Stallions such as De la Rey are ideal for breeding, as their genetics endow their offspring with good pigmentation around the eyes and nose.

Van de Pypekamp also selects for conformation.

“I breed specific lines, but I keep them apart as the gene pools are so small and I don’t want to inbreed. I breed stallion lines primarily. I’m not at the stage where I have to worry about inbreeding, but I do introduce new blood by bringing in new mares,” he says.

Each mare produces one foal a year at most. Van de Pypekamp uses single-sire breeding, which is made easier by the fact that he runs his donkeys on multiple agricultural holdings and simply moves stallions from one place to another for breeding purposes.

“You have to decide what the ideal donkey is that you want to breed and then follow that plan. I aim for the desirable traits and try to eliminate the rest. It may not be an exact science and it takes several generations to achieve those targets. One must also use traits from standard solid patterns,” he says.

Character and maintenance
Van de Pypekamp says the donkeys quickly dispelled his belief that they were dumb and had no character.

“They are stubborn. But they’re very intelligent and highly social,” he says.

Not as large or intimidating as horses, and excellent with children, they make ideal pets for people on agricultural holdings.

Van de Pypekamp has not measured how much his donkeys eat, but says they consume grass and shrubs that are unpalatable for cattle. Without additional feed, and depending on the quality of grazing, he estimates they require between 2ha and 4ha of grass to survive a year. He does, however, grow some grass that he bales for winter.

“Donkeys are low maintenance, are kept on the veld, don’t need to be stabled, and don’t have to be brushed or have their teeth filed. They offer huge advantages for those who want to have them as pets and don’t have time for the effort that goes into keeping a horse.

“They’re very hardy, although I do vaccinate them against African horse sickness and have to treat them occasionally for ticks.”

While he has sold only a few donkeys, he says they are for sale to those who are interested. He sees no need to sell any, however, as his aim is not to breed a large number, but help preserve the gene pool.

“I sell those that aren’t spotted for a lot less, but I make sure they’re priced so that the buyer makes a commitment to care for them, and even more importantly, that someone doesn’t buy them for slaughter.”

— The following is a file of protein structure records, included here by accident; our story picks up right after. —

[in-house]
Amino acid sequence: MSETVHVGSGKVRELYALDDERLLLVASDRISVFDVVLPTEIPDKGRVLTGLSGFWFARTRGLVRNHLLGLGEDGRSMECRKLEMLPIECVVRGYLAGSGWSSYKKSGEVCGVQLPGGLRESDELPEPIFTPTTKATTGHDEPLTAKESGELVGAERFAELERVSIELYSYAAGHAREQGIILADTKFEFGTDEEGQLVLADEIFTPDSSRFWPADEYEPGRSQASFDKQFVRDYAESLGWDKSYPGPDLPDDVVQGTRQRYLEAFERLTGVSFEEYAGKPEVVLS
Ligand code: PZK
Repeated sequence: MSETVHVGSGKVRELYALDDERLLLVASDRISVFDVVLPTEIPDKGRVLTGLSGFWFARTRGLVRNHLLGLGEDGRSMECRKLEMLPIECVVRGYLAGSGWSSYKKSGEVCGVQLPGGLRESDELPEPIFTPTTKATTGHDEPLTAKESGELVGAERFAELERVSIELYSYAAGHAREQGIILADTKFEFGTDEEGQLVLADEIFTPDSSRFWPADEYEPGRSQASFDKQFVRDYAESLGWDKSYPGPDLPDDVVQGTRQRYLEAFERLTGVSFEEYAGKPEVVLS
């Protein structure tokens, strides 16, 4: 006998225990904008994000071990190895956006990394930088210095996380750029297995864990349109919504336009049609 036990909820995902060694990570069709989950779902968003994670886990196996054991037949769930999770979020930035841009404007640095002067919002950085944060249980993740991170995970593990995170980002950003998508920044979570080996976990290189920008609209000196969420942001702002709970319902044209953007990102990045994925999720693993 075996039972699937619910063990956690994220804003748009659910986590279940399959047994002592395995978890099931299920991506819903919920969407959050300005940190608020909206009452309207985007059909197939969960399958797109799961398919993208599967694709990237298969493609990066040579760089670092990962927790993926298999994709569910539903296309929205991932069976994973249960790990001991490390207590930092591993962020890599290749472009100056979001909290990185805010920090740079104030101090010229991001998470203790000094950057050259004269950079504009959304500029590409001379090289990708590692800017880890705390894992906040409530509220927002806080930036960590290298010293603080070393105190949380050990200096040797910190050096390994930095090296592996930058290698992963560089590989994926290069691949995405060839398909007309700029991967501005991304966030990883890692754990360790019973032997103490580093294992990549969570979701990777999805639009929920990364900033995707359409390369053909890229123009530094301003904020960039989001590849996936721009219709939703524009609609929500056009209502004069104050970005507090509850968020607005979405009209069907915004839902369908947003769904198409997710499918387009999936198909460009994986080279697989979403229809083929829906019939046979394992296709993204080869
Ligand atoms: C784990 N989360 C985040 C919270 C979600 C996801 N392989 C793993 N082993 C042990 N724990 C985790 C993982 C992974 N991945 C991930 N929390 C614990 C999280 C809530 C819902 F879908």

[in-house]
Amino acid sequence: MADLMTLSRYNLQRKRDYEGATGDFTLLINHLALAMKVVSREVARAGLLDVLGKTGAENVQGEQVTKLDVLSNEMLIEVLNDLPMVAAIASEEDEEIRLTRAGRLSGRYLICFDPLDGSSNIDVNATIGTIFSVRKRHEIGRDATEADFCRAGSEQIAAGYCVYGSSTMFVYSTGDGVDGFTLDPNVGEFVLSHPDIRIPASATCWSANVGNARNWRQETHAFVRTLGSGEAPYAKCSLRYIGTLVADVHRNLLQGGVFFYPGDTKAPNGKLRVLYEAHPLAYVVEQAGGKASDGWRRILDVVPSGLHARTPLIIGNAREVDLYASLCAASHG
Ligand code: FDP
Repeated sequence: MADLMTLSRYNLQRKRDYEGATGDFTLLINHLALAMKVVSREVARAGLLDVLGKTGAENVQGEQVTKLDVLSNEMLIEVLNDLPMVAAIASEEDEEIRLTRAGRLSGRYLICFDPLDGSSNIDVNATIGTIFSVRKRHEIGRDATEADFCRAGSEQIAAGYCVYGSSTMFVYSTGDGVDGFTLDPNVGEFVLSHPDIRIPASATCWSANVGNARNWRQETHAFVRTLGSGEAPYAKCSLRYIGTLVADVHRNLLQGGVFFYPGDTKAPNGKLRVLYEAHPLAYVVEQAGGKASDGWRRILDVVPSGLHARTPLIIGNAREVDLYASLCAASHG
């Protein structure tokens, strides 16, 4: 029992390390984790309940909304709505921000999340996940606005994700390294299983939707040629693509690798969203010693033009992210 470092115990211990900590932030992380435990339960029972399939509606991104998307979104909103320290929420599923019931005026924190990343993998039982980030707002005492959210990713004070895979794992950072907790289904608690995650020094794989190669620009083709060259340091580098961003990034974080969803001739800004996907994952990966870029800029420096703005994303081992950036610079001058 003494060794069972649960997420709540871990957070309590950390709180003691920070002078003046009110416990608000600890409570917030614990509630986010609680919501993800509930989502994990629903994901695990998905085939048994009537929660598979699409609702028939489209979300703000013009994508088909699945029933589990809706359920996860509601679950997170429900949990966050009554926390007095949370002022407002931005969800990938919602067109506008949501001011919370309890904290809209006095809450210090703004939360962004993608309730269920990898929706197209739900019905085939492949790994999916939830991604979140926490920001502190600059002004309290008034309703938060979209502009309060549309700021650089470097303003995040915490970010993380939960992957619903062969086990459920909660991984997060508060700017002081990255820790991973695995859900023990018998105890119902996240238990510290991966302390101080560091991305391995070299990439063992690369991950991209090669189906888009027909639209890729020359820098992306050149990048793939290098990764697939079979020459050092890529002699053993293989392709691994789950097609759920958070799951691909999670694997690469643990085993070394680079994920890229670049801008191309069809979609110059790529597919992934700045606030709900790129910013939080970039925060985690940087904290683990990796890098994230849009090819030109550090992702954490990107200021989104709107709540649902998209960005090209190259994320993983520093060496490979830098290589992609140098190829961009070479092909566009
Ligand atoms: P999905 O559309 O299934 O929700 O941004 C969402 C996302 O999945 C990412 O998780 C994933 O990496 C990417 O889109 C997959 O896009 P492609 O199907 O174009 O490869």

The future
Van de Pypekamp plans to start keeping records of breeding and parent lines. He says there is a place for donkeys as pets, companions for other farm animals, and herd protectors.

Whenever he hears of someone who has a spotted donkey, he tries to find out if it is from a gene pool independent of his own donkeys. He believes he knows all the spotted gene pools in South Africa, and that with the genetic diversity he has now, he will not reach a stage where inbreeding becomes a problem.

Van de Pypekamp has clear favourites among his donkeys, and says that some animals stand out because he reached a breeding goal or because of their specific character and bond with him. For example, a foal named Hopper was born prematurely during a heavy storm. He thought it would not survive the night.

“To my surprise, he survived. The next day, I made him a jacket using a raincoat.” Today Hopper seems to be especially fond of Van de Pypekamp.

“The South African donkey population is declining rapidly. Fewer donkeys are being used as working animals and they are simply not kept due to grazing pressure in communal areas. The profile of donkeys must be raised,” he says.

Email Gerrit van de Pypekamp at [email protected].

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Gerhard Uys grew up as a real city lad, but spends his free time hiking and visiting family farms. He learnt the journalism trade as a freelance writer and photographer in the lifestyle industry, but having decided that he will be a cattle farmer by the age of 45 he now indulges his passion for farming by writing about agriculture. He feels Farmer’s Weekly is a platform for both developed and emerging farmers to learn additional farming skills and therefore takes the job of relaying practical information seriously.